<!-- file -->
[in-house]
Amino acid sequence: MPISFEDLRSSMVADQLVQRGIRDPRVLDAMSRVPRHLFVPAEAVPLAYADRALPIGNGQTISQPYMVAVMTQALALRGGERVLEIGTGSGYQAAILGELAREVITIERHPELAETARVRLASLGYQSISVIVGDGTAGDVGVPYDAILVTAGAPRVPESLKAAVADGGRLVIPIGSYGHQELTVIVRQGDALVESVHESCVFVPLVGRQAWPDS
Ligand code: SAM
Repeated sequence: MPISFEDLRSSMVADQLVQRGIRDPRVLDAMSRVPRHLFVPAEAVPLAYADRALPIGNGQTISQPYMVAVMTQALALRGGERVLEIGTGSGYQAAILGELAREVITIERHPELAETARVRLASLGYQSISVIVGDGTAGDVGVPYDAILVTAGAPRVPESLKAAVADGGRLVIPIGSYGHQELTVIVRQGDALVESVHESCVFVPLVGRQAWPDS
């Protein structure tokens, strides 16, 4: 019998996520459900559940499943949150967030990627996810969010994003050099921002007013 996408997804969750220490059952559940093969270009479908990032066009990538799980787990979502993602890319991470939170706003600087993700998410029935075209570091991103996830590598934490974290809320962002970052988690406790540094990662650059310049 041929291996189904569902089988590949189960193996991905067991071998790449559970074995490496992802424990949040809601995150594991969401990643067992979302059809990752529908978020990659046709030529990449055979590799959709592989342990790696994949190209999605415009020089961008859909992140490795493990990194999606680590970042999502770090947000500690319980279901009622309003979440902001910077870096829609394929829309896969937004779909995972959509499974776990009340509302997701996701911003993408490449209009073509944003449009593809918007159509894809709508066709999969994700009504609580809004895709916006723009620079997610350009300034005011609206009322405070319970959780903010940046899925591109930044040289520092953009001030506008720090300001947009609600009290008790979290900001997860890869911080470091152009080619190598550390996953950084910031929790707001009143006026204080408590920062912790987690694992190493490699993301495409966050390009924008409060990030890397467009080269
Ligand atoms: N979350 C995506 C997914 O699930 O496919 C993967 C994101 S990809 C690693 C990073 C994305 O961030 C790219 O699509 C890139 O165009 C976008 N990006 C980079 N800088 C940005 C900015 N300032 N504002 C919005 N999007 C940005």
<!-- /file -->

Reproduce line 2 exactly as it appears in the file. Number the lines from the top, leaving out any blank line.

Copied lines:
Amino acid sequence: MPISFEDLRSSMVADQLVQRGIRDPRVLDAMSRVPRHLFVPAEAVPLAYADRALPIGNGQTISQPYMVAVMTQALALRGGERVLEIGTGSGYQAAILGELAREVITIERHPELAETARVRLASLGYQSISVIVGDGTAGDVGVPYDAILVTAGAPRVPESLKAAVADGGRLVIPIGSYGHQELTVIVRQGDALVESVHESCVFVPLVGRQAWPDS